Over the last two decades, 'neoliberalism' has emerged as a key concept within a range of social science disciplines including sociology, political science, human geography, anthropology, political economy, and cultural studies. The SAGE Handbook of Neoliberalism showcases the cutting edge of contemporary scholarship in this field by bringing together a team of global experts. Across seven key sections, the handbook explores the different ways in which neoliberalism has been understood and the key questions about the nature of neoliberalism: Part 1: Perspectives Part 2: Sources Part 3: Variations and Diffusions Part 4: The State Part 5: Social and Economic Restructuring Part 6: Cultural Dimensions Part 7: Neoliberalism and Beyond This handbook is the key reference text for scholars and graduate students engaged in the growing field of neoliberalism.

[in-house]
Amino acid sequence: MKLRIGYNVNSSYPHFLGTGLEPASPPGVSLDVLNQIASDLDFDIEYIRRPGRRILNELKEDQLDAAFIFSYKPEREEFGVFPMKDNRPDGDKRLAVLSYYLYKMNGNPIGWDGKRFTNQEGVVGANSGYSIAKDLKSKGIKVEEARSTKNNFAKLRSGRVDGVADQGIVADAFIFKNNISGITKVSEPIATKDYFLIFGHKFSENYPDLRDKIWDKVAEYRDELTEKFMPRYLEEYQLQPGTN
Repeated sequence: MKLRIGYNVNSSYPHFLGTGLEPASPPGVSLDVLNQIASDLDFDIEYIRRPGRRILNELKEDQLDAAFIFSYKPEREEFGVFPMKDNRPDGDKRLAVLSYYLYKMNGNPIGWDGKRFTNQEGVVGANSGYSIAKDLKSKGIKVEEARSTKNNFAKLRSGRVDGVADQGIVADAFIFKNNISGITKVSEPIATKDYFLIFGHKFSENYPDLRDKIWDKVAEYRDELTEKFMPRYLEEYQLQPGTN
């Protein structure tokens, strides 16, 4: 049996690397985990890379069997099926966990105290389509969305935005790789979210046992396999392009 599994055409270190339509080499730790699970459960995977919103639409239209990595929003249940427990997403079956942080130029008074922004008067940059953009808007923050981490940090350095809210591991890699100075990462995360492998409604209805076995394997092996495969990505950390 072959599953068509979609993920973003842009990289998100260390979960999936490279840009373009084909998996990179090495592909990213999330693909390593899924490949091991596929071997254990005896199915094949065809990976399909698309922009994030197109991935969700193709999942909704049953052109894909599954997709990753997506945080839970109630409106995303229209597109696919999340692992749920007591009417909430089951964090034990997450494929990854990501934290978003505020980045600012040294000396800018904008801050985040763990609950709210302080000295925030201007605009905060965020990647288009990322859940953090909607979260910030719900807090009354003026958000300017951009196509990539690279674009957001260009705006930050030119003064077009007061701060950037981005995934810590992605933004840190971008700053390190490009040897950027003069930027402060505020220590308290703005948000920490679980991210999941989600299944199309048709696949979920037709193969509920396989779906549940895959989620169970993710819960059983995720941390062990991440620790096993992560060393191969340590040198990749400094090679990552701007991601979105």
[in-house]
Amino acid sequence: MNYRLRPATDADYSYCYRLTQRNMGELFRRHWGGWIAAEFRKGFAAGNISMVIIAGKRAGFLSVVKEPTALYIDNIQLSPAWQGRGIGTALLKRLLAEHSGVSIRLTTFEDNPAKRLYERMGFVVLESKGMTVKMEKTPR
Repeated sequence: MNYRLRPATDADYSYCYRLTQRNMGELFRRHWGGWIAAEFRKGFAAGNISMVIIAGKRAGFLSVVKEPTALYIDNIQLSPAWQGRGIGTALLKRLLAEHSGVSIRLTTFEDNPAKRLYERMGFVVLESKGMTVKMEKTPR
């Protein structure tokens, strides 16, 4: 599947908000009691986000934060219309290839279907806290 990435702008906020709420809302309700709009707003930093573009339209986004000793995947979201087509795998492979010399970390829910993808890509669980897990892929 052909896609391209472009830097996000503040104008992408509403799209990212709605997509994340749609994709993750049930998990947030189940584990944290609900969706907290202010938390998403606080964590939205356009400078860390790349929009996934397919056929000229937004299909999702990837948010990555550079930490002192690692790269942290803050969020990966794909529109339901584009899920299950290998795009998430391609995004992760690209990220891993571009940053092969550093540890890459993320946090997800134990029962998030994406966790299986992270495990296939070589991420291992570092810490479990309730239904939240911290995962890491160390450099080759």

Chapter 33: Neoliberalism, Inequality, and Capital Accumulation
Neoliberalism, Inequality, and Capital Accumulation
This contribution first considers the meaning of the concept ‘neoliberalism'. Second, it examines the relation between neoliberalism and the increase in income inequality in recent decades. Third, it shows that rising inequality, interacting with other consequences of neoliberalism, promoted capital accumulation and a process of unevenly distributed economic growth for several decades. Finally, we will examine the unsustainable character of the pattern of capital accumulation promoted by neoliberalism, which gave rise to the financial and economic crisis that broke out in 2008. That crisis continues to have effects at the time of this writing.
The analysis in this contribution is based on the social structure of accumulation theory ...